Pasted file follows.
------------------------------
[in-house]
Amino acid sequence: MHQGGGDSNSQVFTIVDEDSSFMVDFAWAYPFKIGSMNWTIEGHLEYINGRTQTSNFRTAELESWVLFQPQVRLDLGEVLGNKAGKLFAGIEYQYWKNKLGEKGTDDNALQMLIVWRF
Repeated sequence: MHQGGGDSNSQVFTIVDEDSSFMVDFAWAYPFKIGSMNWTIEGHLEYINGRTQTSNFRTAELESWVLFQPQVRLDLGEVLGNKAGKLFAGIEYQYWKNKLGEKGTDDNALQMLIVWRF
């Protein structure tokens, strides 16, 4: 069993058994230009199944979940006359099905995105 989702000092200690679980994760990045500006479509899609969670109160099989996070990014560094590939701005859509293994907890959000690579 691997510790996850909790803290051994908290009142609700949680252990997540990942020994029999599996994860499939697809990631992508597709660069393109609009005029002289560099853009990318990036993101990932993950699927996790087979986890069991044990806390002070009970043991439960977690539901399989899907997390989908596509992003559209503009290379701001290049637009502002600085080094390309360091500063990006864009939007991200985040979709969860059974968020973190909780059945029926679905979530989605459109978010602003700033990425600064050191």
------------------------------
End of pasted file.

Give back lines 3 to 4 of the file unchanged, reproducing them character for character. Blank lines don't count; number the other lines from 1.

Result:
Repeated sequence: MHQGGGDSNSQVFTIVDEDSSFMVDFAWAYPFKIGSMNWTIEGHLEYINGRTQTSNFRTAELESWVLFQPQVRLDLGEVLGNKAGKLFAGIEYQYWKNKLGEKGTDDNALQMLIVWRF
């Protein structure tokens, strides 16, 4: 069993058994230009199944979940006359099905995105 989702000092200690679980994760990045500006479509899609969670109160099989996070990014560094590939701005859509293994907890959000690579 691997510790996850909790803290051994908290009142609700949680252990997540990942020994029999599996994860499939697809990631992508597709660069393109609009005029002289560099853009990318990036993101990932993950699927996790087979986890069991044990806390002070009970043991439960977690539901399989899907997390989908596509992003559209503009290379701001290049637009502002600085080094390309360091500063990006864009939007991200985040979709969860059974968020973190909780059945029926679905979530989605459109978010602003700033990425600064050191």